And I thought my dad was interesting with the RX-7s and M cars. This selection of vintage racers could be in a museum — or be a museum on its own.
Another FB RX-7
My dad was very successful, but having grown up worse than “dirt poor”, he was also very frugal. So while he’d routinely get invitations and calls from Porsche, etc to be picked up and take a test drive, he ended up getting an used 1983 Mazda Rx-7 as his midlife crisis car. It was that copper color and I thought it was the coolest ever. Even after I accidentally closed the door on my fingers.
All of this RX-7 talk is going to send me down a bad path. I’m already in the market for a sporty car. Why shouldn’t it be an early (though not carburetor-early) RX-7? The reliability, is why it shouldn’t, but I’m gonna start browsing classifieds anyway.
An Alfa Romeo Giulia Super
Take your pick:
1967 Alfa Giulia Super bought new...
or our 68 Vista Cruiser bought used and was our road trip vehicle and his work vehicle.
or in his later years prior to his passing a 1974 Alfa GTV.
Every single Alfa Giulia Super looks like it wants to be out on a rally stage. Even in base, stock trim, the proportions and front-end design just scream rally.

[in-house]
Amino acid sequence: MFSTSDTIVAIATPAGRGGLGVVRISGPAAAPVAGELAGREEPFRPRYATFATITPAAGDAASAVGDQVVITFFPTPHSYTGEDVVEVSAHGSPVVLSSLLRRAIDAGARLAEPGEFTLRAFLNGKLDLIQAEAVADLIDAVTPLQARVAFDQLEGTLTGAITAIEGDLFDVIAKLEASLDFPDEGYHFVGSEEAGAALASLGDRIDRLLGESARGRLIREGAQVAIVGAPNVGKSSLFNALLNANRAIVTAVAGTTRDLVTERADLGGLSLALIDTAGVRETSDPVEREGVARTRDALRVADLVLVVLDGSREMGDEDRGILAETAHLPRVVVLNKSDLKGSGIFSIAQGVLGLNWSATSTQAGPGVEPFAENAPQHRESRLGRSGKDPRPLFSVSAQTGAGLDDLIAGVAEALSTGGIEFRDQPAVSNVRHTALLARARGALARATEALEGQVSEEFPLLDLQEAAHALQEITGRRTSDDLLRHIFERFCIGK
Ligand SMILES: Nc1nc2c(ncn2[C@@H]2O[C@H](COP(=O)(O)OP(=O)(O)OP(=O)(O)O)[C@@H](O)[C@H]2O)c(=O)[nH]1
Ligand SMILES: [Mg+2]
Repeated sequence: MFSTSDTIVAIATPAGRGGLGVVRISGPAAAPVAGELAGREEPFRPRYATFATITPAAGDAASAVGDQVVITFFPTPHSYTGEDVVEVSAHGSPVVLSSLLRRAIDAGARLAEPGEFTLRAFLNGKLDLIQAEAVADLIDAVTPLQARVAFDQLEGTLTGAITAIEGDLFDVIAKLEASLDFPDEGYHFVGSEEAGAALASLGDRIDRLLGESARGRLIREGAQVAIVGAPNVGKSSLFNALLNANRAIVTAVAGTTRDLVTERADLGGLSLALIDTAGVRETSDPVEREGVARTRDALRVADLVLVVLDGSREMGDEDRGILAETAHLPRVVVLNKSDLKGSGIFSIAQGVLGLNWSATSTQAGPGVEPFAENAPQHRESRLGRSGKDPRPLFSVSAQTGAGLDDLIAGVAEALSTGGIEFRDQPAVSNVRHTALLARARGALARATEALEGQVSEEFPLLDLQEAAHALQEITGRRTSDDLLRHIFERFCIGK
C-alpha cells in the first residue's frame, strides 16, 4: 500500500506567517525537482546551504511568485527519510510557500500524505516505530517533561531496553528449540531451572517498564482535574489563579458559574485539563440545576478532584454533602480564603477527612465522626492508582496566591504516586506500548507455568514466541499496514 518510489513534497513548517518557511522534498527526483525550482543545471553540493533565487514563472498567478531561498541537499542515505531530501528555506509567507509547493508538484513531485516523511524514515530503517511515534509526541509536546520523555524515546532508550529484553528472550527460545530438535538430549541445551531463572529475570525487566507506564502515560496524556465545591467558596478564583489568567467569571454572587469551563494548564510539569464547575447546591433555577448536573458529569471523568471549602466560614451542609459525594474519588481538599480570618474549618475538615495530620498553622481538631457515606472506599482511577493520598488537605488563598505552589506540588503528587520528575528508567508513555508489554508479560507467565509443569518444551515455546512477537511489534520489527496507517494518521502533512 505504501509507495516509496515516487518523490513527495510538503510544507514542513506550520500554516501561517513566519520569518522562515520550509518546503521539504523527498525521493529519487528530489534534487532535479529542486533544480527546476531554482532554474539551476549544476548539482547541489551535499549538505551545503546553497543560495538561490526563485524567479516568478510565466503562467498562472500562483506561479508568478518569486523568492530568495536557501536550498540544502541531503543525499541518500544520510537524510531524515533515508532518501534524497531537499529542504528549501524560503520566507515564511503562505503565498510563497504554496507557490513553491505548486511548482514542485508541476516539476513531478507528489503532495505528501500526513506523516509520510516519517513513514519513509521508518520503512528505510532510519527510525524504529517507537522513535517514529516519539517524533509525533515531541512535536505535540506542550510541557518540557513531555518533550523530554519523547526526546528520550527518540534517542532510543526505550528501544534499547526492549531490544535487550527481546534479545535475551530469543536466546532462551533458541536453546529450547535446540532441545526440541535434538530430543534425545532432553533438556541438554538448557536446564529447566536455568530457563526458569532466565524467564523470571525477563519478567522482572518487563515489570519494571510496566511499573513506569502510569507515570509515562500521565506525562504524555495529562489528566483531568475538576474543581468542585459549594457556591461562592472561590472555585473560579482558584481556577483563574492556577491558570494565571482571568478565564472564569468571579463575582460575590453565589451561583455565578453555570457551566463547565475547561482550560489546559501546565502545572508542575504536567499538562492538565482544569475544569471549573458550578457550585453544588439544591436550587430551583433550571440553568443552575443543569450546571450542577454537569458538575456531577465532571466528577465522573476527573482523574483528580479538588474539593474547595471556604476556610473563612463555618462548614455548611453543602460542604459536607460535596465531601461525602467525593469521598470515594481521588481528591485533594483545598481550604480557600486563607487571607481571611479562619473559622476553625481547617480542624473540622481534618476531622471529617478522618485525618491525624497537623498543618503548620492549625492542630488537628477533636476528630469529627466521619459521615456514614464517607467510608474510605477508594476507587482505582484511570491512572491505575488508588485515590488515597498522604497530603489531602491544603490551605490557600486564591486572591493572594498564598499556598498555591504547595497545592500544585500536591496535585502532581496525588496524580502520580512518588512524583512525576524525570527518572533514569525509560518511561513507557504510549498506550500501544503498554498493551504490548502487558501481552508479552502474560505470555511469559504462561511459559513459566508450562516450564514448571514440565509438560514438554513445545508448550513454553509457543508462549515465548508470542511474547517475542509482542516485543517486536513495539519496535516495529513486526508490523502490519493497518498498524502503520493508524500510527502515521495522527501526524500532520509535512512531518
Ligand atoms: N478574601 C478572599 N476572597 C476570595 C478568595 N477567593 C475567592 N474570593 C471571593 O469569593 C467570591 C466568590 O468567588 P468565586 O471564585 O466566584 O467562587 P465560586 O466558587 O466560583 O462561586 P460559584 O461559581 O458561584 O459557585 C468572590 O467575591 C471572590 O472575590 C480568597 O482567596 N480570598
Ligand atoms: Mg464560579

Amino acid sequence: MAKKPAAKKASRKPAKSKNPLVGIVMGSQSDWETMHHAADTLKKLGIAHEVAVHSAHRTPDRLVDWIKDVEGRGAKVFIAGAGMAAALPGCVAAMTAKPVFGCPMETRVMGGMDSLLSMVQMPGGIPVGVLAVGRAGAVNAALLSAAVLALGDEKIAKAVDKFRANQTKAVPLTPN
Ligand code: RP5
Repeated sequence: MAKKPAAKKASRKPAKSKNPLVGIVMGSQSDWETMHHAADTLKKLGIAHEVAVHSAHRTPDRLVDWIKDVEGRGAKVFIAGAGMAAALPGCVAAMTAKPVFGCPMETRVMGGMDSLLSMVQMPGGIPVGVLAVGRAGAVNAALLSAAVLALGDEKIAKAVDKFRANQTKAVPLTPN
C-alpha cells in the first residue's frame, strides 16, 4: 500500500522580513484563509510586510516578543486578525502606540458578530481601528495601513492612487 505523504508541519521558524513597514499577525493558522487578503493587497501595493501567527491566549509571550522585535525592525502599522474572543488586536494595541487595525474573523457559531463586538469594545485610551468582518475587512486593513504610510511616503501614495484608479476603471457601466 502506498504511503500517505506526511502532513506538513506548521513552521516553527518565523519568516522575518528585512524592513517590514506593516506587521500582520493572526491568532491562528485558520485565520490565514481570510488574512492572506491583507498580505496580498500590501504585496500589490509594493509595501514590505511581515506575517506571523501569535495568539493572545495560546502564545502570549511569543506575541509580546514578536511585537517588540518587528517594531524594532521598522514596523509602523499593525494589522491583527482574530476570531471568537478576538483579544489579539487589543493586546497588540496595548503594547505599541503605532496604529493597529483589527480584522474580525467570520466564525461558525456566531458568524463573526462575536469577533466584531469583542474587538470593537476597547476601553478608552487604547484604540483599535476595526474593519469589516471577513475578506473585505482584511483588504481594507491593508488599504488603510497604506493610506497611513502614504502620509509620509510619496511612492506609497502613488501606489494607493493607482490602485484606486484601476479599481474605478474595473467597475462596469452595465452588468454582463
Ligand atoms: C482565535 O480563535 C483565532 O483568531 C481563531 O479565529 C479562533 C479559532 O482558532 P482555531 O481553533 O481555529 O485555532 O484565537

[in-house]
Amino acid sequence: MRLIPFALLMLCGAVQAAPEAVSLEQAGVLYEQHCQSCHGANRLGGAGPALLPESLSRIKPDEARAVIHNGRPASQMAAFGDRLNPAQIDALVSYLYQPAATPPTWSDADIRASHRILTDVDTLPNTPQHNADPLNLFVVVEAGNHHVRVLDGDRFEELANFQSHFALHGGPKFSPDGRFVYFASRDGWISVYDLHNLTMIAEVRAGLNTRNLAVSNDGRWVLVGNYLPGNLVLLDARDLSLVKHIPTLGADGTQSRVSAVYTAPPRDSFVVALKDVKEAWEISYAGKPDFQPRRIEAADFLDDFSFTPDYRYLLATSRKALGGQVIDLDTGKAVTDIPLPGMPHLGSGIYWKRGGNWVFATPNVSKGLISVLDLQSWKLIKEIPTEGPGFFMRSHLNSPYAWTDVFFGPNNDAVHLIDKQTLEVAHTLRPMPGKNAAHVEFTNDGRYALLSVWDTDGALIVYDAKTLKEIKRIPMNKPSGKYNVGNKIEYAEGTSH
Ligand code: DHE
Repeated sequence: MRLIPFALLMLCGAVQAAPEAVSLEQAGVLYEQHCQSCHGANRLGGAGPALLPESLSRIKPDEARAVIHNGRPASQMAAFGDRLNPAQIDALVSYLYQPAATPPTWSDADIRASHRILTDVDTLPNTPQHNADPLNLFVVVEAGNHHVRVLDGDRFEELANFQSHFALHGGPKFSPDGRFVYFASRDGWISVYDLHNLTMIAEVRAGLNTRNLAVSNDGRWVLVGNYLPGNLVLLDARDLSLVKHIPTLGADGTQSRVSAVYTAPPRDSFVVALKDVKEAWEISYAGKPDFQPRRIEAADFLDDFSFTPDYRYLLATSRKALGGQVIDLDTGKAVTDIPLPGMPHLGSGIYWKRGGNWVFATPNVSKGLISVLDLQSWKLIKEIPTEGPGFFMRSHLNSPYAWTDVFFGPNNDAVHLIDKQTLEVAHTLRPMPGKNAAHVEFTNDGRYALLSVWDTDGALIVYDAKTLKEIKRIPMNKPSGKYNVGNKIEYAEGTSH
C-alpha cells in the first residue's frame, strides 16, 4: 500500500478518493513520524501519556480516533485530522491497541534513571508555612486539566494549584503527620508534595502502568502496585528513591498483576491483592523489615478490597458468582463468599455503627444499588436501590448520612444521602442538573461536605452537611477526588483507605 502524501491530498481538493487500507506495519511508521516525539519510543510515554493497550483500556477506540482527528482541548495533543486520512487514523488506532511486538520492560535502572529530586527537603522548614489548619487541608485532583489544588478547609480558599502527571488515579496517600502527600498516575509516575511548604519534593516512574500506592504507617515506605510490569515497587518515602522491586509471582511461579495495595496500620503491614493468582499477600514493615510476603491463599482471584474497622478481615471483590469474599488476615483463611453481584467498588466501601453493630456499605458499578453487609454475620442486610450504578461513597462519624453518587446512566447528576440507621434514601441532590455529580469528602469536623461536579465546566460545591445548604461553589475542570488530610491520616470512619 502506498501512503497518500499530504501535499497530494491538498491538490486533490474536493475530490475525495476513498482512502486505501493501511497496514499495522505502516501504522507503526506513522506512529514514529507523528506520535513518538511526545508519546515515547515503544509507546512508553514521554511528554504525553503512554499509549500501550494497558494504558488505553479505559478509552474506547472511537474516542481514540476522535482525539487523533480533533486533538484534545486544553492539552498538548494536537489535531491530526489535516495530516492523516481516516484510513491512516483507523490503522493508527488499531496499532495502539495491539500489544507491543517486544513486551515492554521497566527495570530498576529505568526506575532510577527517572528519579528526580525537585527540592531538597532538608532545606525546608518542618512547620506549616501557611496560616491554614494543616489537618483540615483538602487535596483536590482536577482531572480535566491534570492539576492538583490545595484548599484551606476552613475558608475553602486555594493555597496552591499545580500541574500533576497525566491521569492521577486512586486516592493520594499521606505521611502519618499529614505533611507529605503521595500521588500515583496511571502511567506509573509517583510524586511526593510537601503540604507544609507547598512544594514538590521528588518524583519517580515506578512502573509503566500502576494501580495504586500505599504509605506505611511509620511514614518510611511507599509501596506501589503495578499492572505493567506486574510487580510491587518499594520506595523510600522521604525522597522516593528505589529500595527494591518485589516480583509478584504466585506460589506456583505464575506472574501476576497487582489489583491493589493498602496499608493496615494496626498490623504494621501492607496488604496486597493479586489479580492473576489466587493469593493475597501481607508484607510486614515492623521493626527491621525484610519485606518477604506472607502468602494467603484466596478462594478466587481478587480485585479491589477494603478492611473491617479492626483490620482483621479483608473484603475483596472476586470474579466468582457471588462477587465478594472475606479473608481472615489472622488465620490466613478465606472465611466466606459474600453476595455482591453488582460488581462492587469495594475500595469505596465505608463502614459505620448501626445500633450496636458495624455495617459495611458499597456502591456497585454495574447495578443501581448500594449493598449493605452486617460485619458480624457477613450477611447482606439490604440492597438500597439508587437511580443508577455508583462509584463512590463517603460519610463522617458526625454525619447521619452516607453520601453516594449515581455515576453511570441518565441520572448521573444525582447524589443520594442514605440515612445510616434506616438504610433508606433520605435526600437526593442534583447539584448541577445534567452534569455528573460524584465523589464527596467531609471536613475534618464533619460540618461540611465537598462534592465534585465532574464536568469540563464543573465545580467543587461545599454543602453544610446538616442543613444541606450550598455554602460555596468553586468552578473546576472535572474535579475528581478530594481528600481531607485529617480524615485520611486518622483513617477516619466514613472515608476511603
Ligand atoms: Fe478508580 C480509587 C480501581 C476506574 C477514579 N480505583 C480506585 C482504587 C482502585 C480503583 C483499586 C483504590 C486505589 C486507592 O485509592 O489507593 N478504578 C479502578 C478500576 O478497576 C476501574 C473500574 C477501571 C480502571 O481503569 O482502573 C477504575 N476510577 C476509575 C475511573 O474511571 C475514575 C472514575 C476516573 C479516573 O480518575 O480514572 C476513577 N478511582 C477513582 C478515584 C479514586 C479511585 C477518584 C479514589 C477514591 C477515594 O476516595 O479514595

A Coupe De Ville
1976 Cadillac Coupe Deville.
Purchased brand new and started rusting within a year. My 6 year old self remembers him snapping Polaroids and sending them to GM to complain about it. Needless to say GM did not remedy the situation. For anyone.
Land Yacht awesome though.
Want to know a fun fact about the 1976 Coupe De Ville? It was four inches longer, tip to tail, than a 2022 Chevy Suburban. The Suburban is already a novelty oversized vehicle, but to put even more length into an otherwise smaller car? That’s camp.
A Honda Gold Wing
Coolest car. Either a blue MGB he had before kids were around or a 1956 Nomad he and I worked on in high school, but had to sell before it was finished because of kidney issues (my brother gave him a kidney, he’s still kicking).